This anthropomorphic graphic novel requires going back and forth several times to understand the complex and incomplete story. In a bleak landscape of perpetual winter, a civil war has ended but the losing revolutionaries are continuing a guerrilla warfare. James Hardin (rabbit), a secret agent of the Resistance, has stolen a top-secret document to distract the N.P.O. (National People’s Organization; roughly the militaristic government) from a planned sabotage of a train over a strategic bridge. General Hanslowe (lion) assigns Officer Pavel (crow) and Captain Engel (tiger) to track him down and get the document back. Engel berates Pavel as a coward for allowing Hardin to escape in the first place. During the search, the N.P.O. team does not realize that Pavel accidentally kills Hardin.
The surviving rebels (Giles, a goat; Timothy, a frog, and Charlotte, a fox) plan to carry through Hardin’s real plan. Hardin’s orphaned children, James Jr. and Patricia, trying to help, sneak away and board the train. James triggers the detonator prematurely, destroying the train but not the bridge.
The rabbit children are taken to a military orphanage for rebel children; Engel plans to use them to find their father, who he believes is still alive. Subsequent events show which of the children, and of the adults, is the stronger.
We are not men! We are chickens!!!
The Cartoon Brew website presents “Chicken Core: The Rise of Kings”, a 6’02" preview for an epic fantasy directed by Oricha Aliyu, about an oppressed kingdom of chickens (apparently all male) fighting against a dark crow overlord.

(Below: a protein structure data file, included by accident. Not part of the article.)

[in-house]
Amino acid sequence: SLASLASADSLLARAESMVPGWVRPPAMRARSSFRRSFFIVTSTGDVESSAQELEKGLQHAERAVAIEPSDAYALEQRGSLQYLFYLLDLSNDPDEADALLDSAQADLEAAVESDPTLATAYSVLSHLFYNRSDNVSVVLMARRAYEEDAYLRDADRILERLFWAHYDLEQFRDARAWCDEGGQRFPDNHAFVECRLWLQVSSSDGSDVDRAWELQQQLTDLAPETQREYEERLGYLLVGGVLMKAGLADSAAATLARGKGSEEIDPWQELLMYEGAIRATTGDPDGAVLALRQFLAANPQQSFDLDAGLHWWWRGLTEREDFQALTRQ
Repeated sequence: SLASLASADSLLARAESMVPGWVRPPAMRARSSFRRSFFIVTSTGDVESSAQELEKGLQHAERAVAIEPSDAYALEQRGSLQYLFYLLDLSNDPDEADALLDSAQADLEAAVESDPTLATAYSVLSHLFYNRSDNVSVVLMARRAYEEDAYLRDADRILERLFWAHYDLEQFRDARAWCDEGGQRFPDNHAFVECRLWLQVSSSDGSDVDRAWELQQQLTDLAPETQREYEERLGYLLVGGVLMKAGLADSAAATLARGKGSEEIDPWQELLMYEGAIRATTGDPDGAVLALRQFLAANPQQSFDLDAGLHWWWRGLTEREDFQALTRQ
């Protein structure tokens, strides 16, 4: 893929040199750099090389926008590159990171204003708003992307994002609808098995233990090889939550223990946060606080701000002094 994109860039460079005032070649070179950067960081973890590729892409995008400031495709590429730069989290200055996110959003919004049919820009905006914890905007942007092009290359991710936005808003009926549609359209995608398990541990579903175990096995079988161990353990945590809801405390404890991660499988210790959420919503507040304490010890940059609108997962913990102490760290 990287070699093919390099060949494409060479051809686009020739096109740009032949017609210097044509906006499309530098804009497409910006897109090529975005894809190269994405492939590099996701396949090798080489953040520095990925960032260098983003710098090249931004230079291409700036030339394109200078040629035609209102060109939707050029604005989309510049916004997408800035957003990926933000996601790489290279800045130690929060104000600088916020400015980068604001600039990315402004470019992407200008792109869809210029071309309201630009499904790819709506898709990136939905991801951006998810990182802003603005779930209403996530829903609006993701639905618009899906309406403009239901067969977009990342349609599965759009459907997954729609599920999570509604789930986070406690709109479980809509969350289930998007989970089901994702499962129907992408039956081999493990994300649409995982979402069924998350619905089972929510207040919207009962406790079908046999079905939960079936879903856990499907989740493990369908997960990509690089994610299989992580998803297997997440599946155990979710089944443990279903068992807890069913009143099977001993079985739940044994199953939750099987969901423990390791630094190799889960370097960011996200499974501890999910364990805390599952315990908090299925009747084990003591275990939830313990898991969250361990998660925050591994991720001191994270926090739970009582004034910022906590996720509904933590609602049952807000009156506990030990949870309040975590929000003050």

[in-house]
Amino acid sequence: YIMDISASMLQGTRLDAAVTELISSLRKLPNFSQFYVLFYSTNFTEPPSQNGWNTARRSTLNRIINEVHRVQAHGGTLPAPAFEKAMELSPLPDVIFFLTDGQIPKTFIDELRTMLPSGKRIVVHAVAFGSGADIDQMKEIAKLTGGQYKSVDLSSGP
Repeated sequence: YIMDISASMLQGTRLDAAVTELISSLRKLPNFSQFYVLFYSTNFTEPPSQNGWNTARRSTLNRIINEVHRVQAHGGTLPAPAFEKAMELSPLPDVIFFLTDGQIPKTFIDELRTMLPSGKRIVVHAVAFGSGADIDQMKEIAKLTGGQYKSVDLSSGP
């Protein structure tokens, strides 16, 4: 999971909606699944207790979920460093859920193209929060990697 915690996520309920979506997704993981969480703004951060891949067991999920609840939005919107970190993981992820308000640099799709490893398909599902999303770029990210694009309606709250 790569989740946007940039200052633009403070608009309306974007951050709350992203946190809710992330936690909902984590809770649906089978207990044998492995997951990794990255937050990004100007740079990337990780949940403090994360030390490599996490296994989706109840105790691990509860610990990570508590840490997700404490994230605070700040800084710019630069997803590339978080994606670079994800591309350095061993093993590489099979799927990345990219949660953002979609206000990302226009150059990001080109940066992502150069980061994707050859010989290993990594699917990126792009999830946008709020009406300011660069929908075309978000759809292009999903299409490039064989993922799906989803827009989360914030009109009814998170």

Not too impressive, until you consider that it has been made by a group of young self-taught animators in Lagos, Nigeria who formed the Sporedust Media studio just this May. With commentary on Nigeria’s nascent by-its-bootstraps animation industry by CB’s Amid Amidi.
The Cartoon Brew website has posted the trailer for the forthcoming French animated feature, The Day of the Crows/Le Jour des Corneilles, directed by Jean-Christophe Dessaint, to be released on 24 October.
The synopsis says nothing about it being an anthropomorphic feature, but the end of the 1:56 minute trailer (at 1:31) shows brief glimpses of animal-headed people in the forest – a tiger-man, a lynx-man, a horse-man, a frog-man, a deer-woman - “the ghosts haunting the forest”? The film reportedly received a standing ovation at the 2012 Annecy Festival.
Going by the trailer in French, this animated cartoon feature does not have enough anthropomorphic scenes to be called an anthropomorphic feature, except by very diehard fans – but, as I always say, watch the trailer and decide for yourself. Nothing is said about a forthcoming English-language release.
People, including scientists, have wondered for ages how intelligent crows are; alternately, under what conditions crows (or other animals) ever use tools as humans do. A recent video, shot at long distance in an uncontrolled situation, shows striking evidence of this. A crow finds a jar lid and takes it up to a snowy rooftop, where it stands on the lid and sleds down the roof. It then picks up the lid, returns to the rooftop, and sleds down again. Repeatedly.